Obligate biotrophic pathogens of the genus Albugo are widespread as asymptomatic endophytes in natural populations of Brassicaceae

Authors

  • SEBASTIAN PLOCH,

    1. Biodiversity and Climate Research Centre (BiK-F), Senckenberganlage 25, D-60325 Frankfurt (Main), Germany
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  • MARCO THINES

    1. Biodiversity and Climate Research Centre (BiK-F), Senckenberganlage 25, D-60325 Frankfurt (Main), Germany
    2. Department of Biological Sciences, Institute of Ecology, Evolution and Diversity, Goethe University, Siesmayerstr. 70, D-60323 Frankfurt (Main), Germany
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Marco Thines, Fax: +49 69 75421800; E-mail: marco.thines@senckenberg.de

Abstract

Mutualistic interactions of plants with true fungi are a well-known and widespread phenomenon, which includes mycorrhiza and non-mycorrhizal endophytes like species of Epichloë. Despite the fact that these organisms intrude into plants, neither strong defence reactions nor the onset of symptoms of disease can be observed in most or even all infested plants, in contrast to endophytic pathogens. Oomycetes are fungal-like organisms belonging to the kingdom Straminipila, which includes diatoms and seaweeds. Although having evolved many convergent traits with true fungi and occupying similar evolutionary niches, widespread oomycete endophytes are not known to date, although more than 500 endophytic pathogens, including species of the obligate biotrophic genus Albugo, have been described. Here, we report that oomycetes of the genus Albugo are widespread in siliques of natural host populations. A total of 759 plants, encompassing four genera with rare reports of white blister incidents and one with common incidents, were collected from 25 sites in Germany. Nested PCR with species-specific primers revealed that 5–27% of the hosts with rare disease incidence carried asymptomatic Albugo in their siliques, although only on a single plant of 583 individuals, an isolated pustule on a single leaf could be observed. Control experiments confirmed that these results were not because of attached spores, but because of endophytic mycelium. Vertical inheritance of oomycete infections has been reported for several plant pathogens, and it seems likely that in nature this way of transmission plays an important role in the persistence of asymptomatic endophytic Albugo species.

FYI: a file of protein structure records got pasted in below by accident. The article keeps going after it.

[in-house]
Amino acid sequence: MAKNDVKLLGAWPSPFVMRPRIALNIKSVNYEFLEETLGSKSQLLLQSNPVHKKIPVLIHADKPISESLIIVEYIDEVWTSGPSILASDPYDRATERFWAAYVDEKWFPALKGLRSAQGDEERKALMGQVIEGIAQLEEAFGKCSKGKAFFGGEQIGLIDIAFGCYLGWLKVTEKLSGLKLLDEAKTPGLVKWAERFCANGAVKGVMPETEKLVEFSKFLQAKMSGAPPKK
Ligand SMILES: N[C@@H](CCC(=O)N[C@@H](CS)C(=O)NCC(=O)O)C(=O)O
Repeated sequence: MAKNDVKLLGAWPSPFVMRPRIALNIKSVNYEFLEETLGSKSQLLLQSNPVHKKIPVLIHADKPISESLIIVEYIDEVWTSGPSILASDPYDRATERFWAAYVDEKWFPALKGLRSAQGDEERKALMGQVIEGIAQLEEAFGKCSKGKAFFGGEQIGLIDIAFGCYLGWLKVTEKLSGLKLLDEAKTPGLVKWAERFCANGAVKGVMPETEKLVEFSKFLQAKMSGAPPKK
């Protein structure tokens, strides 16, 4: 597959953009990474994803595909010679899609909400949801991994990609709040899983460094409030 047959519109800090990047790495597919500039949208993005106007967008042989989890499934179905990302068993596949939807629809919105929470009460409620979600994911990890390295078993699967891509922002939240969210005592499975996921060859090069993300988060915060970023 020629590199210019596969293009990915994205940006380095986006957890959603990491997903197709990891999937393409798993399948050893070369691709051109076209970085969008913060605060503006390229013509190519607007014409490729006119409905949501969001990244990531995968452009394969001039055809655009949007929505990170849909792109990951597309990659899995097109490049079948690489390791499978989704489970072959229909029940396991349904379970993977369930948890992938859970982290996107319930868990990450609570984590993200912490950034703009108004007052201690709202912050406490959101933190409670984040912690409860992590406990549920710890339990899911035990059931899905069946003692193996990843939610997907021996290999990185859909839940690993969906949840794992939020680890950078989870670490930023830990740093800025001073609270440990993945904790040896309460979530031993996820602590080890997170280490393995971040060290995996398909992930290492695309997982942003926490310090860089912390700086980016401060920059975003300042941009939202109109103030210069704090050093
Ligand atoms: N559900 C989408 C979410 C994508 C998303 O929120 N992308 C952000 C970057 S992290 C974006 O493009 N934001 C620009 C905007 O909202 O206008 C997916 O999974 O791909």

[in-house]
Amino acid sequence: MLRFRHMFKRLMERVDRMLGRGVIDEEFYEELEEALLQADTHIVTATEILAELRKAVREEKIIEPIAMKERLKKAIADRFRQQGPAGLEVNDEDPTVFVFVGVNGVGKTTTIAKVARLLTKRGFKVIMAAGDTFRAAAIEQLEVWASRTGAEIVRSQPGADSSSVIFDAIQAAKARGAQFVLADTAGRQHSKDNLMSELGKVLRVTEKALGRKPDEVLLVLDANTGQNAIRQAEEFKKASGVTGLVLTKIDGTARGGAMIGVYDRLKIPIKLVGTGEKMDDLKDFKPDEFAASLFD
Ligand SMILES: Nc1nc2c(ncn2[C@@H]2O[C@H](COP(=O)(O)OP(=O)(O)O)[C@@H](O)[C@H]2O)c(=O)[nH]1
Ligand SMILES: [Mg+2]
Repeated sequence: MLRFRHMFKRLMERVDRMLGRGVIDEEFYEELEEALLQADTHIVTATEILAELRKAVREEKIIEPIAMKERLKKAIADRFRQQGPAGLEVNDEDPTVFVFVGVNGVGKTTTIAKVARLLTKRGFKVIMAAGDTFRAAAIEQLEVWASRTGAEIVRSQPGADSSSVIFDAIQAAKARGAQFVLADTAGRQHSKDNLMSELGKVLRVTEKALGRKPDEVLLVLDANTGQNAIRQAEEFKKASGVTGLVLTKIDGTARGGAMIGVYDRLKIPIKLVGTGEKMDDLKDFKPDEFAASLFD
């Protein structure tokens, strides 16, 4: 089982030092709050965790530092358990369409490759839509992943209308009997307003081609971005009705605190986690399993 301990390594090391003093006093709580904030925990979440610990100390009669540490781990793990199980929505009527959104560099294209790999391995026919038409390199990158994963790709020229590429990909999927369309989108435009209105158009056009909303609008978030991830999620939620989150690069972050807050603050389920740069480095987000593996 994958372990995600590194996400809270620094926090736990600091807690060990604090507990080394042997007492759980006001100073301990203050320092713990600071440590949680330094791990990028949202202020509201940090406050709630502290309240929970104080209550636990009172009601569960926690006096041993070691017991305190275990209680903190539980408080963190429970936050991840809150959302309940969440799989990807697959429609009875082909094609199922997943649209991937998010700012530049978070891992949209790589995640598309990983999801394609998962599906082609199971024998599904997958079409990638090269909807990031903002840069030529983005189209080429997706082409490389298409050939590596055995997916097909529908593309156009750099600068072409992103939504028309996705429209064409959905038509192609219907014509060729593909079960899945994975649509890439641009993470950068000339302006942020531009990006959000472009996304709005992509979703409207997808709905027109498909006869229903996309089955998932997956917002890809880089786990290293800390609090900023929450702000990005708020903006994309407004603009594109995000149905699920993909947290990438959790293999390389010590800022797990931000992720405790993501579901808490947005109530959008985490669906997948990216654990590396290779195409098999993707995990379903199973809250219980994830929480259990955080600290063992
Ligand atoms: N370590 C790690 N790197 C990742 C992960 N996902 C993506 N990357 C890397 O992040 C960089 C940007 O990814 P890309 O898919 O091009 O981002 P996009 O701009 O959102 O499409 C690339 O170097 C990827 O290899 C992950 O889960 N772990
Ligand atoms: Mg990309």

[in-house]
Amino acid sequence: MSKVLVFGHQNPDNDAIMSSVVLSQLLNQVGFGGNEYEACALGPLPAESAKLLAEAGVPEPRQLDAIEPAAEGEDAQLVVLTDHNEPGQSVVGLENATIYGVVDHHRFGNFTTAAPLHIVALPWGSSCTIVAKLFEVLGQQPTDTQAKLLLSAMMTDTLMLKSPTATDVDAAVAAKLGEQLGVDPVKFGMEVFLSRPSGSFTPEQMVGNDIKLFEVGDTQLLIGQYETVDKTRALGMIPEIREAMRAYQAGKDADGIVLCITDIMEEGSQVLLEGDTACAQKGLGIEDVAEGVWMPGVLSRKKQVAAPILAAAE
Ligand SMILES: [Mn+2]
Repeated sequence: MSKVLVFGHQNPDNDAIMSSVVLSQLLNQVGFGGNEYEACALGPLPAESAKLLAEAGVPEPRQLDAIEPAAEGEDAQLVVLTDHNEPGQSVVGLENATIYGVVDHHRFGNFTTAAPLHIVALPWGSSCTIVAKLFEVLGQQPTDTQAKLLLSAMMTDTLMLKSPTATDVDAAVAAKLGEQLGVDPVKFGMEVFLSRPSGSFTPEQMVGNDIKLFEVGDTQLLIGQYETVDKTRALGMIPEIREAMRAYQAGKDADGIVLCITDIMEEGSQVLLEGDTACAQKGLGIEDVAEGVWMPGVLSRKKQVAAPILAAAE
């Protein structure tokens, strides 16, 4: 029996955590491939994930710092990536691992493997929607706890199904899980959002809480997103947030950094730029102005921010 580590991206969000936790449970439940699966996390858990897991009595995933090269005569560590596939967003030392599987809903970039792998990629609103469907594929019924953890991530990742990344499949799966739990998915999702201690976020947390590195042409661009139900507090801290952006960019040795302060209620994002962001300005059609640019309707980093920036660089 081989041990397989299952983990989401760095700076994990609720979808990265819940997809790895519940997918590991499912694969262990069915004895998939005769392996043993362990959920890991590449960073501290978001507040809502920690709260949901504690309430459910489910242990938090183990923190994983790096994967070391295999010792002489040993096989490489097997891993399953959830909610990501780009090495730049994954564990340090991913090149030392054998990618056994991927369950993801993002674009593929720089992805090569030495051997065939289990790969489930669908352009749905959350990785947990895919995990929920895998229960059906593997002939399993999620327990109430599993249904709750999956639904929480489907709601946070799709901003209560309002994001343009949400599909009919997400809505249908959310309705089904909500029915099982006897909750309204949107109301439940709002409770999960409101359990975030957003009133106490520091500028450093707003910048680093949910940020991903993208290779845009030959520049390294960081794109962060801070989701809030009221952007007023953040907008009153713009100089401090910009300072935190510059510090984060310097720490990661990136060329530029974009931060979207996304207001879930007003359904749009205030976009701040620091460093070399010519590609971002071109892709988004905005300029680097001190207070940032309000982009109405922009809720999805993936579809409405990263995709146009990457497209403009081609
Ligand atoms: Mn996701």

Ancillary